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Creation 24(3):41–43, June 2002

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Editor’s note: As Creation magazine has been continuously published since 1978, we are publishing some of the articles from the archives for historical interest, such as this. For teaching and sharing purposes, readers are advised to supplement these historic articles with more up-to-date ones suggested in the Related Articles and Further Reading below.

What’s in an Egg?

Posted on homepage: 2 January 2013 (GMT+10)
unscrambling the mysteries

Unscrambling the mysteries

by

Imagine a container filled with amorphous-looking bits of metal, plastic and some software chips. Could you imagine it breaking out as a fully-assembled scale model motor car? Then growing larger as it absorbs raw materials, as well as energy, from its surroundings? What sort of advanced software engineering would be required? As for any ideas of it being able to ‘marry’ another like itself, thus repeating the whole cycle by producing another container of metal, plastic and software … such notions could rightly be dismissed as ludicrously far-fetched, even in our technologically advanced age. Yet in the world around us, similar things are happening all the time in those shell-wrapped marvels-in-miniature called eggs.

From egg to chicken

Chicken eggs are laid only about 25 hours after ovulation (i.e. release of the egg from the hen’s ovary). Breaking open the shell of a freshly-laid fertilized egg would reveal a tiny (2 mm, or 1/12 inch, in diameter) white mass of cells—the blastodisc—on top of the yolk.1 If an intact egg is kept warm under a broody hen or in an incubator, the chick will develop from these blastodisc cells, with body folds of the embryo beginning to separate from the underlying yolk.

John P. Giesy, Michigan State University cormorant
Birds not hatching from over-fragile egg shells first alerted the world to certain industrial pollutants. Man-made chemicals were also responsible for the mutation-caused deformity in this cormorant.

Crucial to embryo development is the formation of various membranes (partitions) including the yolk sac, amnion and allantois. The amnion encloses the embryo inside a fluid-filled cavity which not only buffers the embryo against short-term external temperature extremes but also cushions it if the egg is bumped. With the embryo closed off from the outside world by the shell,2 there is the problem of how to dispose of excretory wastes. Here is where the allantois is so crucial, as it serves as the embryo’s garbage bag. (When the chick hatches, the accumulated wastes can be found sticking to the inside of the abandoned shell.)

While these membranes are forming, the embryo itself continues to develop, differentiating the various organ systems. Four days after an egg is laid, the heart is visible and large blood vessels can be seen to have grown out from the embryo into the yolk sac. By eight days the eyes, darkly pigmented, are prominent. On the 11th day the brain is visible through the transparent skull, the limbs are obviously developing, and feathers appear by the 14th day. By 21 days (i.e. just before hatching), the ‘egg tooth’ is visible—the knob on the end of the beak which the chick uses to break out of the shell.

Eggsacting traditions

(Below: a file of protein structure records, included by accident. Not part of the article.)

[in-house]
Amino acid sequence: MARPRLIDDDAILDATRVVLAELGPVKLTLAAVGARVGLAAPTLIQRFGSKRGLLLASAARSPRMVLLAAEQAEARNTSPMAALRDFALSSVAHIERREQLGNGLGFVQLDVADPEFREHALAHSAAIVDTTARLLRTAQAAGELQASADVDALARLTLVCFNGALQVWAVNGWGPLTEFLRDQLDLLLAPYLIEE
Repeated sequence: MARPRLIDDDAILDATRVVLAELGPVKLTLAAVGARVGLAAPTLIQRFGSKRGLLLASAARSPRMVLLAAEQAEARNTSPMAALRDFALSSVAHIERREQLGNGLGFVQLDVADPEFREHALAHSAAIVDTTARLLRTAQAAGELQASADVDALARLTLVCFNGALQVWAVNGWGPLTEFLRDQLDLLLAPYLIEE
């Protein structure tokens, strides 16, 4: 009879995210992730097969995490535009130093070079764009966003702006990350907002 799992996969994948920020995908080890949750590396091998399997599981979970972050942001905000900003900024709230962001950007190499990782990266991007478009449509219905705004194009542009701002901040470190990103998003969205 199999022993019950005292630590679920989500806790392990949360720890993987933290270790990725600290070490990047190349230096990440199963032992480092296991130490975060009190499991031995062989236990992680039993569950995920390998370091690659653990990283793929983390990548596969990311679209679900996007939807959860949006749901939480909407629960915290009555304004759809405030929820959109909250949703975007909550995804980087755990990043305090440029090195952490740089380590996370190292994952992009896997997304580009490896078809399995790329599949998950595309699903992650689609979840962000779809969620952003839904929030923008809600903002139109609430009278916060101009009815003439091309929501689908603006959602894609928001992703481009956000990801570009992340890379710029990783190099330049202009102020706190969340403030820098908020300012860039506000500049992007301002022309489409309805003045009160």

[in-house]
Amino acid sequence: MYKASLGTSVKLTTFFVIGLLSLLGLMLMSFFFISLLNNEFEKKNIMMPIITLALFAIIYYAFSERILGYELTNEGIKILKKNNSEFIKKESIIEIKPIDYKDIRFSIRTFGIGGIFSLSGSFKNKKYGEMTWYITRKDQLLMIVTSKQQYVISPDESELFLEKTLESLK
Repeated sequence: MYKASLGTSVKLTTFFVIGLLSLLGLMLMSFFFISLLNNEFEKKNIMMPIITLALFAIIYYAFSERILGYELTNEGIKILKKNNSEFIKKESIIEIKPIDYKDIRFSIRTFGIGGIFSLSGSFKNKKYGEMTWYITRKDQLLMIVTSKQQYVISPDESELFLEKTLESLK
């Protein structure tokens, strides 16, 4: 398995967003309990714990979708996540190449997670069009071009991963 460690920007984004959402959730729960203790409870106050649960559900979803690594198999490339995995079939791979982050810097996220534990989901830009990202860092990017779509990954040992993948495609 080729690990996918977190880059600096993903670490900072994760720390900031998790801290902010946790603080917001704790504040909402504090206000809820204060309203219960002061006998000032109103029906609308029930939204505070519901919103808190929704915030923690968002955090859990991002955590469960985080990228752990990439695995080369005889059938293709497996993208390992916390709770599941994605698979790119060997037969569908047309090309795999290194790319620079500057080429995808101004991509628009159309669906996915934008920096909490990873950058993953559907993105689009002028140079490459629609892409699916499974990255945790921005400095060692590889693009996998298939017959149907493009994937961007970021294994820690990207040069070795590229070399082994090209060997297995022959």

• Eggs have long been hand-coloured and exchanged, apparently as part of the pre-Christian ‘rites of spring’.1 It is easy to see how the egg would be regarded as symbolic of the renewal of life after a long cold winter. In many cultures, the egg represented fertility and was a sacred symbol to the Babylonians.
  • As Christianity spread, the egg was adopted by many as a symbol of Christ’s Resurrection. People in central European countries have a long tradition of making elaborately decorated Easter eggs. The Russian royal family carried this tradition to great lengths, as can be seen from the ornate jewelled eggs made by goldsmith Carl Fabergé from the 1880s until 1917.

Reference

  1. The Extraordinary Egg, <fairfield. osu.edu/fcs/openhearthapr23.html>, 25 February 2002.
All the instructions for a chicken were present in the original tiny blastodisc inside the egg.

Ready, set, grow!

Newly hatched chicks weighing around 40 g (1.4 oz) are now ready to find food for themselves. In favourable conditions they can grow extremely rapidly, attaining weights of 2.6 kg (5.7 lb) in around six weeks.3

All the instructions for a chicken this size were present in the original tiny blastodisc inside the egg. Could the egg, its contents of such intricate construction, wrapped in a seamless protective shell and programmed to grow, possibly have originated by evolutionary ‘chance and necessity’? The improbability of an egg, outside the context of a Creator God, simply defies reason (Romans 1:20).


Which came first? The chicken or the egg?

Evolutionists would reason as follows. A chicken comes only from a chicken egg. But in the past, they say, there must have been something almost like a chicken (but not quite) which gave rise to the first chicken, by mutation (random genetic copying mistakes). Given Mendel’s laws of inheritance, the transition from non-chicken to chicken can only take place between the egg-layer and the egg. Thus, they say, the egg came first.1,2

The bottom line is that it was the chicken that came first, before its egg.

Let’s ignore here that their whole scheme relies on the belief that massive amounts of new information have to be added to convert a primordial fish into a chicken (no mutation has ever been observed that adds information to the DNA—just the opposite).3 What does the Bible say concerning the age-old question about the chicken and the egg?

According to Genesis 1, God created all the animals and birds, each ‘after their own kind’, and then instructed that they were to be fruitful, and multiply, and increase on the Earth.

So God designed and made the ‘chicken kind’ (male and female), and later, the very first ‘chicken egg’ was laid. To the extent that that first chicken population differed from today’s chickens, it would have been genetically richer, capable of giving rise to a wide variety within that particular kind. But the bottom line is that it was the chicken that came first, before its egg.